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Preparing the workforce for a changing future

In this age of machines, workers will need to acquire new skills and interests as well adopt fresh attitudes, said Minister for Education (Higher Education and Skills) Ong Ye Kung, adding that the more human a worker is, the less likely he will be displaced by technology. Speaking at the Lifelong Learning Festival on Saturday (Oct 27), Mr Ong also announced new initiatives to boost continuous education and training by Singapore’s institutes of higher learning, in what he described as a major but necessary transformation for these institutions in response to new challenges. Below is an excerpt from his speech.

While Changi Airport's T4 will make use of greater automation, it will not lead to massive job losses, noted Mr Ong.

While Changi Airport's T4 will make use of greater automation, it will not lead to massive job losses, noted Mr Ong.

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In this age of machines, workers will need to acquire new skills and interests as well adopt fresh attitudes, said Minister for Education (Higher Education and Skills) Ong Ye Kung, adding that the more human a worker is, the less likely he will be displaced by technology.  Speaking at the Lifelong Learning Festival on Saturday (Oct 27), Mr Ong also announced new initiatives to boost continuous education and training by Singapore’s institutes of higher learning, in what he described as a major but necessary transformation for these institutions in response to new challenges. Below is an excerpt from his speech.


Changi Airport Terminal 4 will officially open in a few days’ time. I was hosted by the Changi Airport Group (CAG) on a tour of the terminal recently. It is a delicately and thoughtfully built terminal, one that we can be proud of.
What left the deepest impression on me was the pervasive and seamless use of technology throughout the terminal.

Self-check in has been made easy, using facial recognition. The gates for the departure lounge are fully automated – again, verification is through facial recognition plus thumb print, to make doubly sure it is you.

It is a seamless process made possible through tremendous co-operation between CAG and the Immigration and Checkpoints Authority.

Security checks of carry-ons are via a CT X-Ray machine. The resolution is high enough that there is no need to take your computers and tablets out of your bags – this also means that handlers are no longer required to help you with the security checks.

At the departure lounge, you will be greeted with delightful art pieces, even moving ones, abundant greenery and robotic cleaners.

The airport system already remembers your face, so you can scan your ticket and board the plane through an automated gate.

You may realise by now that your experience at the terminal can be entirely handled by automation and IT, and you need not interact with another human being. I asked the CEO of CAG, Mr Lee Seow Hiang, that with all these technological applications, what are the manpower savings compared to running it like Terminal 3?

His answer: At steady state, only 10-20 per cent less.

There was no large-scale destruction of jobs, because instead of check-in counter staff, T4 will have customer service staff guiding and giving assistance to travellers going through self-check in and automated immigration counters.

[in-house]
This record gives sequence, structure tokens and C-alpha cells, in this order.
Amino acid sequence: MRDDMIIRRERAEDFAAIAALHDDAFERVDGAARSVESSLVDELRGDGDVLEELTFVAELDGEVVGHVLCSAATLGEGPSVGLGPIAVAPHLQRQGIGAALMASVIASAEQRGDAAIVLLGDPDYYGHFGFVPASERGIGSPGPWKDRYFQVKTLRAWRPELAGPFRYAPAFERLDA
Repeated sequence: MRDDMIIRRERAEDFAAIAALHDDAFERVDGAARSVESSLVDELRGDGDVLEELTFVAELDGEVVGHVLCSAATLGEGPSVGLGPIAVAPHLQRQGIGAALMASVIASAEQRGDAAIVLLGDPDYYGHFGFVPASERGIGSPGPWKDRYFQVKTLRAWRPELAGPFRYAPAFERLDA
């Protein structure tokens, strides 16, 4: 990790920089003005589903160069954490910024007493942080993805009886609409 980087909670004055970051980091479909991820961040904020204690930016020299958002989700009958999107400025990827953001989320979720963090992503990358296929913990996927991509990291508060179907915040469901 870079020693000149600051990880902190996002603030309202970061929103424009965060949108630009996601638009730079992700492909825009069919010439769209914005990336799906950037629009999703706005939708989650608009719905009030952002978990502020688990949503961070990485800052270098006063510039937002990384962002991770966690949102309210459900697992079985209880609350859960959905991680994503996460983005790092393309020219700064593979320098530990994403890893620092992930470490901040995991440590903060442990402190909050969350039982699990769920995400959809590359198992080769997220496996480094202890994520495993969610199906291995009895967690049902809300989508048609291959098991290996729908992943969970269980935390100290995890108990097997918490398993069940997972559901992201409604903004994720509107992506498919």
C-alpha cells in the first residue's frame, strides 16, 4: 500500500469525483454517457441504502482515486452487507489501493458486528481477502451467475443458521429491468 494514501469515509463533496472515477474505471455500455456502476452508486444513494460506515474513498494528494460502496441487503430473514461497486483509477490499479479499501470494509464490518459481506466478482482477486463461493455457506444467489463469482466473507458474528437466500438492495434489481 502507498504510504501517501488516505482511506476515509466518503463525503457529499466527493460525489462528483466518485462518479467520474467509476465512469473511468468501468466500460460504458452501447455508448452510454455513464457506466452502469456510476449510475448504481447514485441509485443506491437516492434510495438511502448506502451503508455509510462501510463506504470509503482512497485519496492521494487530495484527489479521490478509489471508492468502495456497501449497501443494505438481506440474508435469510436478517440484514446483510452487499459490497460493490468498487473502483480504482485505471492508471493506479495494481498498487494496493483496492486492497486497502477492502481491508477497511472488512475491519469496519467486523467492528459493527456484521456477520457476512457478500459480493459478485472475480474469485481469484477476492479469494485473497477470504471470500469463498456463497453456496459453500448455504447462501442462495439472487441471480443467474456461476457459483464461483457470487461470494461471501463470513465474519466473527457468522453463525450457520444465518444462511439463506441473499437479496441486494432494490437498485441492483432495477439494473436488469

In the backroom, there are numerous IT and technical staff keeping the automated system going.

There need to be supervisors overseeing the cleaning robots. T4 will have half a million plants, and the number of trees is more than T1-3 combined – and has a strong team of horticulturalists and landscape professionals maintaining them.

They will have staff curating the art pieces and the creative displays.

At T4, jobs did not disappear, but the nature of jobs has changed. This is the longstanding tug-of-war between technological advancement and human adaptation. It is part and parcel of human progress.

In the case of T4, airport staff need to learn to work alongside computers and machines, to bring about a better, one-of-a-kind airport experience.

What happens in T4 applies to all industries. Workers the world over need to acquire new skills, adopt fresh attitudes, develop interests and passions.

If you are in the technology sector, you need to be tech-savvy enough to manipulate, supervise and configure the computers and robots, or at least be able to leverage new technological capabilities to raise your performance.

If you are in the services sector, you need to be able to exercise judgement and think on your feet, and provide service with a high touch when the situation requires it.

Ironically, in this age of machines, the more human you are, the less likely technology can displace you. The truth is everyone needs to possess a bit of both high tech and high touch skills.


How do we prepare a workforce for a changing world? In Singapore, people do look to the Government from time to time. And if we look back over the course of our short history, the Government has played an active role to retool our workforce at critical junctures of our economic development.

In our early years of industrialisation, the Government rolled out Best and Wise to equip the workforce with literacy and numeracy skills.

In the 1980s, the Government established the National Computer Board and embarked on a national training programme to teach Singaporeans how to use computers.

Most recently, we rolled out SkillsFuture for Digital Workplace – targeted at 100,000 workers in the next three years as a start – to help them adapt to a data- and technology-rich workplace environment.

But these programmes address only the basic, foundational skills. They are effective in signalling to workers that major changes are afoot, and it is time to adapt, but it is by no means adequate for workers to chart a whole new career. They also help workers overcome unfamiliarity and apprehension to new work demands. But to adapt to seismic changes, we need every worker to take the initiative to adapt and learn.

The Government’s job must be to empower individual workers to exercise such initiative, and take charge of their own lifelong learning journey.

That is why SkillsFuture needs to be a national movement, and not just a Government scheme. And I believe Singaporeans understand the importance of SkillsFuture.

Last year, training participation in job-related training was 42 per cent, a significant increase of seven percentage-points over the previous year, and we still have room for improvement.